We sat outside the station drinking in the sun. George, Bob, Stephen, Dave Matthews, Steve Tan and myself. This was the moderate group for the day. Obviously, Steve “pocket rocket” Tan, and David “audax addict” Matthews, were choosing a less challenging ride today, for their own good reasons. The fast lads were heading for Little Bollington. Bob had received surgery to his face in the week, but was still game to go. Stephen and I agreed on a vague plan, keeping the troops largely in the dark, with few facts or figures, and open to the likelihood of u-turns. Who needs Lynton Crosby?! It was good to see Jim turn up for a coffee looking well. I thought we had lost him for the summer in Caravan Nirvana, buried deep in the countryside with the fragrant Diane. It turned out this was close to the truth, they had only returned for essential appointments, e.g. court summonses.
Stephen fancied down by the river, so we headed past Hatch Mere, then turned right down Forest Lane, and continued onto Beech Lane. We were soon drifting along the side of the Weaver Navigation. It was a beautiful natural environment to be in, on a lovely early summer day. The route out was standard but pretty: through Comberbach, Great Budworth, Pickmere and Higher Wincham, before negotiating the Roman Road (the A559). Just before crossing to Plumley Moor Road, Stephen's back wheel spat out a piece of black plastic. I checked back to make sure it wasn't off his bike, the lights changed, and we never saw the front of the group again for over two miles. I can sometimes empathise with David Moyes. It is difficult to lead a rabble, when they show no respect, and just carry on doing their own clueless thing. Ray Hardman would definitely not have approved!
We turned left, past Smithy Green along the B5081, before a short stretch along the A50, turning off at Radbroke Hall. I must admit, that given more time to plan the route I would normally give busy sections a miss if at all possible. On our return the obvious route from Mobberley to Knutsford was also a quite busy road. I will be checking out possible alternatives this summer. Anyway, we were now back to quiet Cheshire lanes as we trundled through Over Peover to The Dog.
For well over twenty years this pub was called the Gay Dog, but just as Manchester gays were coming out of the closet, this particular Gay Dog was firmly put back into its kennel by new owners in 1988. According to The Penguin English Dictionary “gay” before the 1960's meant “bright, attractive, carefree”. It would be sad to totally lose this uplifting interpretation. In my imagination, I am running through the lush fields around Peover Heath in the late sixties, with a young white dog sporting a bright red collar gambolling alongside: The Gay Dog of Peover! The pub was friendly, and they gave us a table to ourselves in our usual spot. It was too hot to sit outside in the sun. The food was spot on as ever. On the way in we had passed the New Hall Polo Ground, and to further reinforce that this is an area favoured by the rich, there was a vivid orange Lamborghini in the car park attracting the attention of Steve Tan.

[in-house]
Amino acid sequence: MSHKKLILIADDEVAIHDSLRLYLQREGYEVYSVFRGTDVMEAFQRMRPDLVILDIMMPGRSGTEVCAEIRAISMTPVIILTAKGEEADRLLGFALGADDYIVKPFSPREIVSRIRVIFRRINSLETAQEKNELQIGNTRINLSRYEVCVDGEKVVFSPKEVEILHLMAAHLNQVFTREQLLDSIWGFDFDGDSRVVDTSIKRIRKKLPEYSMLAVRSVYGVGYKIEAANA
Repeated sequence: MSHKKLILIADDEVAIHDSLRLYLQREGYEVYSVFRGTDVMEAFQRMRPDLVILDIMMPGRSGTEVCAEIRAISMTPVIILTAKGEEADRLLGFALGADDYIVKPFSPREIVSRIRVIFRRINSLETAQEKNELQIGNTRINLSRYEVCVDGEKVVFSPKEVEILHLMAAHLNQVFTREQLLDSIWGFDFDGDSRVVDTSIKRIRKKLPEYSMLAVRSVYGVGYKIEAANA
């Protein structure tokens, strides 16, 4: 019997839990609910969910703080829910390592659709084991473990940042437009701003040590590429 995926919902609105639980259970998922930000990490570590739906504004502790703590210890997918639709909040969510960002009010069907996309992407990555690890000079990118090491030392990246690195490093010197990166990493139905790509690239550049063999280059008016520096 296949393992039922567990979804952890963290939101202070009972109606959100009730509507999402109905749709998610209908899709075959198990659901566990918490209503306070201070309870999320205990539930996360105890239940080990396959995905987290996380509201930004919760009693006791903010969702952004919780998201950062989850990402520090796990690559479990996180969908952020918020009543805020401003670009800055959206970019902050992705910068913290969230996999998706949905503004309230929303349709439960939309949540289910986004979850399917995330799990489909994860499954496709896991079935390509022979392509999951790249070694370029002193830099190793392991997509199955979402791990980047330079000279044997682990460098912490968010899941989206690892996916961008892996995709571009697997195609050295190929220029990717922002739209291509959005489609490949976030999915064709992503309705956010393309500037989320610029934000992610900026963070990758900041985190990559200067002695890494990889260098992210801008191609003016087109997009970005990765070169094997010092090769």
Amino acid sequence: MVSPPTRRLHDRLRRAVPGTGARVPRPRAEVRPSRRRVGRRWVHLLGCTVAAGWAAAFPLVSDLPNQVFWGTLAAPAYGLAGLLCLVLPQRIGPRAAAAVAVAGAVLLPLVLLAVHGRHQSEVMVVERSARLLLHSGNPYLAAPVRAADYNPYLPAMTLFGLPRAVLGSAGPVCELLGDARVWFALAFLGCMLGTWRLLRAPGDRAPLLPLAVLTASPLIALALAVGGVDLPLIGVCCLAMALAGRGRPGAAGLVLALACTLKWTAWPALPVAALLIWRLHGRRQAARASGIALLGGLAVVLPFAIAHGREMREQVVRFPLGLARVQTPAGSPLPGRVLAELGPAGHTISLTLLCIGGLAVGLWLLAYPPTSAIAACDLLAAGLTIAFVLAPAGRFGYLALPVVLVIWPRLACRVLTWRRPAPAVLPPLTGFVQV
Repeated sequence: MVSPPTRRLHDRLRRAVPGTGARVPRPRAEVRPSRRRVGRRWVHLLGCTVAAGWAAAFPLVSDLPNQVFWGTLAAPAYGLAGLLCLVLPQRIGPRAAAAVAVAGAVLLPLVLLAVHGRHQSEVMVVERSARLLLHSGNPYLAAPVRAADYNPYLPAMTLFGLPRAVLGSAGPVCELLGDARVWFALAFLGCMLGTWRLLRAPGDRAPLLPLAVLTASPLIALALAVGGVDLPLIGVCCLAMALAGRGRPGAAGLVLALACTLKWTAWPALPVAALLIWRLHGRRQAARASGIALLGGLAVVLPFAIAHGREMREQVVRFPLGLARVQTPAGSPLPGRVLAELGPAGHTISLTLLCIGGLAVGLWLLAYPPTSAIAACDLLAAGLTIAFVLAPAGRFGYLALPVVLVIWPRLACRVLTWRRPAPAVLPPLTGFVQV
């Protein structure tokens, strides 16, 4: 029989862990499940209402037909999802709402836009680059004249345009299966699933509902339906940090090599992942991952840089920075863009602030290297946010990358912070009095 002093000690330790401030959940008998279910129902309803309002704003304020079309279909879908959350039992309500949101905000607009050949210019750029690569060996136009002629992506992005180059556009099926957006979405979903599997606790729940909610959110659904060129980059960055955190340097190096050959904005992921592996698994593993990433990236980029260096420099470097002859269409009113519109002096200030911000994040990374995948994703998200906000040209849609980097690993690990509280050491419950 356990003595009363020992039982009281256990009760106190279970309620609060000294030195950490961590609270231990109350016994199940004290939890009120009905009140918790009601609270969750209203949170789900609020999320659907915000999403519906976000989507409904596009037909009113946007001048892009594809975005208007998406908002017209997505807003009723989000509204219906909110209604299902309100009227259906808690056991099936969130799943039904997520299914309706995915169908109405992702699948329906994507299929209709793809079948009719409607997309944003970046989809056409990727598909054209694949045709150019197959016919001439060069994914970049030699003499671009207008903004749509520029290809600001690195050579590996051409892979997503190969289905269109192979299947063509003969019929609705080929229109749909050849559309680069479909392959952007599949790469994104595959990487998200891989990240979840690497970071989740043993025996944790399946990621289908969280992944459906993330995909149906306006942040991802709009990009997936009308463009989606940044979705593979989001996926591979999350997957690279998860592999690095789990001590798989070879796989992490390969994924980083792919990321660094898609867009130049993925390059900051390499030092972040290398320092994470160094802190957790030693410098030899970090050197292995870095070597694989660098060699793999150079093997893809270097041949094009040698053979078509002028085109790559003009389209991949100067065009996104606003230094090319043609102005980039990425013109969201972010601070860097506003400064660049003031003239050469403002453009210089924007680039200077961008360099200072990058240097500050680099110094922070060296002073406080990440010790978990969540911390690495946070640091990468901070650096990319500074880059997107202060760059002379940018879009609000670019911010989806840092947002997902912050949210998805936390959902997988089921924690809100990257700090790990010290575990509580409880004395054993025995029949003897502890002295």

Our return was by a more northerly route on back lanes to Mobberley via Marthall, Noonsun and Knolls Green. We managed to find the side road down to the lake and park in Knutsford, and so bypassed the busy junctions around the station. I am familiar with the route out of the centre linking us with the lane to Tabley Hill, so we were soon out of the traffic and cruising. Our next stop was the Ice Cream Cafe at New Westage Farm on the edge of Great Budworth. It was great to relax with a double cornet in the shade. We returned via Frandley, with Dave briefly checking on the house of an old friend. Our return was past Cogshall Hall, and along Ash Tree Lane, before reaching the river, where they are still working on the swing bridge after many weeks of disruption on the A49. Our climb from the Weaver was up to Acton Bridge, and through the desirable little hamlet of Onston. There was the usual big effort required to reach Norley Bank, but we were now as good as back. The Delamere Station Cafe owner was friendly, and some of us found shade at a table around the side to have a cool drink, just before five o'clock. It had been another very enjoyable easyriders day. We had covered 52 miles on a very hot day at an average of 13m.p.h. Obviously, those who had ridden to Delamere would have clocked near seventy or more. I was grateful for the route assistance from Stephen and David Matthews. It was good to have David along for the full ride and in good shape.
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Chester Easy Riders is an independent cycling club affiliated to Cycling UK. We cycle every Thursday throughout the year with moderate and brisk day rides of 40 to 80 miles.
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